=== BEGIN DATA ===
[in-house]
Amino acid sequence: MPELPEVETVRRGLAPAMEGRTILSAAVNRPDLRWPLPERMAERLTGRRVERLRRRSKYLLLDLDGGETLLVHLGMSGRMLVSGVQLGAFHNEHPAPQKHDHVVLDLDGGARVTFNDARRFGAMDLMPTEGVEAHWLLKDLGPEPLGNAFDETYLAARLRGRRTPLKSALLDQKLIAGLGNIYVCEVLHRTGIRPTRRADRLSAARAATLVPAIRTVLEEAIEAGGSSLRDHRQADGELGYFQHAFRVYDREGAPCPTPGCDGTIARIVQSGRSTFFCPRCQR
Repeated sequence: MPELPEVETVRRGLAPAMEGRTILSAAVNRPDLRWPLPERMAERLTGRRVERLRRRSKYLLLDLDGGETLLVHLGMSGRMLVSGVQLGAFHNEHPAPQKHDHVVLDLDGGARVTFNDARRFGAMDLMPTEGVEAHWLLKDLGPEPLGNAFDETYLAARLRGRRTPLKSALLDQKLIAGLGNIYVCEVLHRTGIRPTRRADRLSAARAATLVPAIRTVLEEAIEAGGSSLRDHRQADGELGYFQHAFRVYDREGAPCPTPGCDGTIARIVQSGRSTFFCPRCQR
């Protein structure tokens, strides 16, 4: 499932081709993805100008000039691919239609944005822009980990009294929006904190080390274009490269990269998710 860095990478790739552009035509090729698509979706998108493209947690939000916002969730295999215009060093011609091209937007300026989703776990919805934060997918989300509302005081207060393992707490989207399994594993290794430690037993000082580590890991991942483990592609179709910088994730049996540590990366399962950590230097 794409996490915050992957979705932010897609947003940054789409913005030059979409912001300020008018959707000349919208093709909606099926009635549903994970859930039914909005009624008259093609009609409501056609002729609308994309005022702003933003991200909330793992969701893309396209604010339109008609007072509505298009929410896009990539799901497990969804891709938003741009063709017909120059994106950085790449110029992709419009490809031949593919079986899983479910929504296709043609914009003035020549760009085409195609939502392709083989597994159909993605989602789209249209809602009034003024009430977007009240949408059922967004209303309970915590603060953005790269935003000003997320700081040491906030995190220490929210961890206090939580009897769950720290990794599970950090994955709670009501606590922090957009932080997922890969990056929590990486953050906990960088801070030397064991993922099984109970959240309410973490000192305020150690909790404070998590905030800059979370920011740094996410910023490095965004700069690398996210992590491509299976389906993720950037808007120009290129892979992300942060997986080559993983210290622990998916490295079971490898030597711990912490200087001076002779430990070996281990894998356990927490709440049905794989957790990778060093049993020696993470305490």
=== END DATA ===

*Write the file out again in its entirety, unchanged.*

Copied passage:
[in-house]
Amino acid sequence: MPELPEVETVRRGLAPAMEGRTILSAAVNRPDLRWPLPERMAERLTGRRVERLRRRSKYLLLDLDGGETLLVHLGMSGRMLVSGVQLGAFHNEHPAPQKHDHVVLDLDGGARVTFNDARRFGAMDLMPTEGVEAHWLLKDLGPEPLGNAFDETYLAARLRGRRTPLKSALLDQKLIAGLGNIYVCEVLHRTGIRPTRRADRLSAARAATLVPAIRTVLEEAIEAGGSSLRDHRQADGELGYFQHAFRVYDREGAPCPTPGCDGTIARIVQSGRSTFFCPRCQR
Repeated sequence: MPELPEVETVRRGLAPAMEGRTILSAAVNRPDLRWPLPERMAERLTGRRVERLRRRSKYLLLDLDGGETLLVHLGMSGRMLVSGVQLGAFHNEHPAPQKHDHVVLDLDGGARVTFNDARRFGAMDLMPTEGVEAHWLLKDLGPEPLGNAFDETYLAARLRGRRTPLKSALLDQKLIAGLGNIYVCEVLHRTGIRPTRRADRLSAARAATLVPAIRTVLEEAIEAGGSSLRDHRQADGELGYFQHAFRVYDREGAPCPTPGCDGTIARIVQSGRSTFFCPRCQR
């Protein structure tokens, strides 16, 4: 499932081709993805100008000039691919239609944005822009980990009294929006904190080390274009490269990269998710 860095990478790739552009035509090729698509979706998108493209947690939000916002969730295999215009060093011609091209937007300026989703776990919805934060997918989300509302005081207060393992707490989207399994594993290794430690037993000082580590890991991942483990592609179709910088994730049996540590990366399962950590230097 794409996490915050992957979705932010897609947003940054789409913005030059979409912001300020008018959707000349919208093709909606099926009635549903994970859930039914909005009624008259093609009609409501056609002729609308994309005022702003933003991200909330793992969701893309396209604010339109008609007072509505298009929410896009990539799901497990969804891709938003741009063709017909120059994106950085790449110029992709419009490809031949593919079986899983479910929504296709043609914009003035020549760009085409195609939502392709083989597994159909993605989602789209249209809602009034003024009430977007009240949408059922967004209303309970915590603060953005790269935003000003997320700081040491906030995190220490929210961890206090939580009897769950720290990794599970950090994955709670009501606590922090957009932080997922890969990056929590990486953050906990960088801070030397064991993922099984109970959240309410973490000192305020150690909790404070998590905030800059979370920011740094996410910023490095965004700069690398996210992590491509299976389906993720950037808007120009290129892979992300942060997986080559993983210290622990998916490295079971490898030597711990912490200087001076002779430990070996281990894998356990927490709440049905794989957790990778060093049993020696993470305490």